South Africa got their World Cup campaign off to a winning start when they beat Zimbabwe by 62 runs in Hamilton on Sunday. It wasn’t easy going, but South Africa bounced back from being under the cosh thanks largely to their ‘back-up’ batsmen. By ANTOINETTE MULLER.
In the lead-up to the 2015 Cricket World Cup, you would have read the following sentence at least once somewhere: “South Africa’s bulky top order are unlikely to all fail at once.”
As it turns out, it’s not such an unlikely occurrence after all. On Sunday, in their opening World Cup match, South Africa were four wickets down without having reached a century. It was the first time in a decade that Zimbabwe had managed to so rattle the Proteas, so much so that South Africa managed to score just 28 runs in the first ten overs.
But South Africa had been planning for this World Cup for months. A rare blip against an unfancied side wasn’t going to trouble them too much. JP Duminy and David Miller combined for an unbeaten 256-run stand, a record in ODIs for the fifth wicket and the highest for any wicket for South Africa.
For the partnership to be effective, rotation of the strike was key. With Zimbabwe’s bowlers getting a sniff, South Africa needed to absorb and transfer the pressure and never allow their bowlers to settle once they had got the upper hand. The pair did this impeccably, scoring at 8.62 runs per over and rotating the strike over 80 times.
Duminy was happy to play the supporting role and although his unbeaten 115 came off a more-than-respectable 100 balls, the day belonged to David Miller. They had batted together just 19 times before Sunday’s effort and accumulated just 426 runs at an average of 25.05 with two half-centuries and one century stand during their time out in the middle together. It’s hardly the bromance of Hashim Amla and Quinton de Kock, but something just clicked on Sunday.
It was Miller’s second century in two months. For a player who has struggled to live up to his domestic reputation, Miller seems to have finally matured. The scorecard will show that Miller’s unbeaten 138 came off a brisk 92 balls; he engineered it with constraint, limiting risks and capitalising on Zimbabwe’s inexperience. He took a steady 55 balls to reach his fifty and then let loose, hitting the second fifty off just 26 balls. That kind of finishing is what Miller has become known for, but because of his disposition of batting so low down, the pressure to fire from the get-go has often bogged down his ability. In most cases, when Miller has been given extra responsibility, he has thrived.
The pair clobbered 146 runs in the last ten overs, largely helped by Zimbabwe’s poor death bowling, but the patient foundation laid earlier also contributed. Having set a target to bowl at, South Africa’s bowlers had it easy. Zimbabwe’s top order put in a spirited fight, with Chamu Chibhabha, Hamilton Masakadza and Brendon Taylor all treating Dale Steyn as if he were a net bowler. But none of them could go on to make it into triple figures. Zim’s biggest mistake was allowing Imran Tahir to settle. The wily spinner ended up with three scalps and an economy rate of 3.60 and his ability to contain, confuse and conquer became evident. But there were still some cases of ‘same old, same old’ for the bowling attack. Persisting with bowling short when it clearly is not working remains the biggest sticking point for a group of bowlers who should be able to blow most sides over. They took all ten wickets in the end, but that does not mean they should rest on their laurels.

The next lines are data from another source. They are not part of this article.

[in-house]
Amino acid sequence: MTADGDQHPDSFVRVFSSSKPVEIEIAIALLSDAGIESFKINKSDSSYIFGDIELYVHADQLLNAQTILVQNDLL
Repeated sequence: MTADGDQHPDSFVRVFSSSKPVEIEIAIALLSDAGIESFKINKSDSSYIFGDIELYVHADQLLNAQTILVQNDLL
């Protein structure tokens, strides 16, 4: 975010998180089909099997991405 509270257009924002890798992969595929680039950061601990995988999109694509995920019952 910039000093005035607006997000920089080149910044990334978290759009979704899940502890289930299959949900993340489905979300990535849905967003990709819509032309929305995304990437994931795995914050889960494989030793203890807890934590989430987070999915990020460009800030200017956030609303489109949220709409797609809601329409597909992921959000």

But that is a worry for another day. South Africa’s next match is not until Sunday when they take on defending champions India in Melbourne. They have seven days to prepare for whatever shape Virat Kohli’s dominance might take on the day. They also have to decide whether risking Farhaan Behardien, who conceded 40 runs in five overs against Zimbabwe, against a powerhouse Indian batting line-up.
From a batting perspective, there is no need to be concerned over the blip against Zim. Barring Quinton de Kock’s dismissal, where his youthful exuberance seemingly stopped logic from functioning for a few seconds, the top order was skittled out through some terrific work by Zimbabwe. One of those dismissals included an extraordinary catch on the boundary by Craig Ervine. His leaping snatch, thrown back over the rope, only to be retaken, will surely go down as one of the most memorable fielding moments at the end of the tournament.
While South Africa weren’t completely dominant in the opening fixture, they still won comfortably in the end. World Cups are not supposed to be easy, and while the win against Zimbabwe was expected, South Africa’s ability to bounce back from being under the cosh will be a huge boost heading into one of the most important clashes of the tournament. DM
Scorecard summary: South Africa won by 62 runs
South Africa: 339-4 (David Miller, 138*, JP Duminy 115*; Tafadzwa Kamungozi 8-0-34-1, Elton Chigumbura 4-0-30-1)
Zimbabwe: 277 all out (Hamilton Masakadza 80, Chamu Chibhabha 64; Imran Tahir 10-0-36-3, Vernon Philander 8-0-30-2)
Toss: Zimbabwe won the toss and chose to field
Photo: South Africa’s AB De Villiers (2nd R) celebrates with team mate Dale Steyn after dismissing Zimbabwe’s Soloman Mire out caught during their Cricket World Cup match in Hamilton, February 15, 2015. REUTERS/Nigel Marple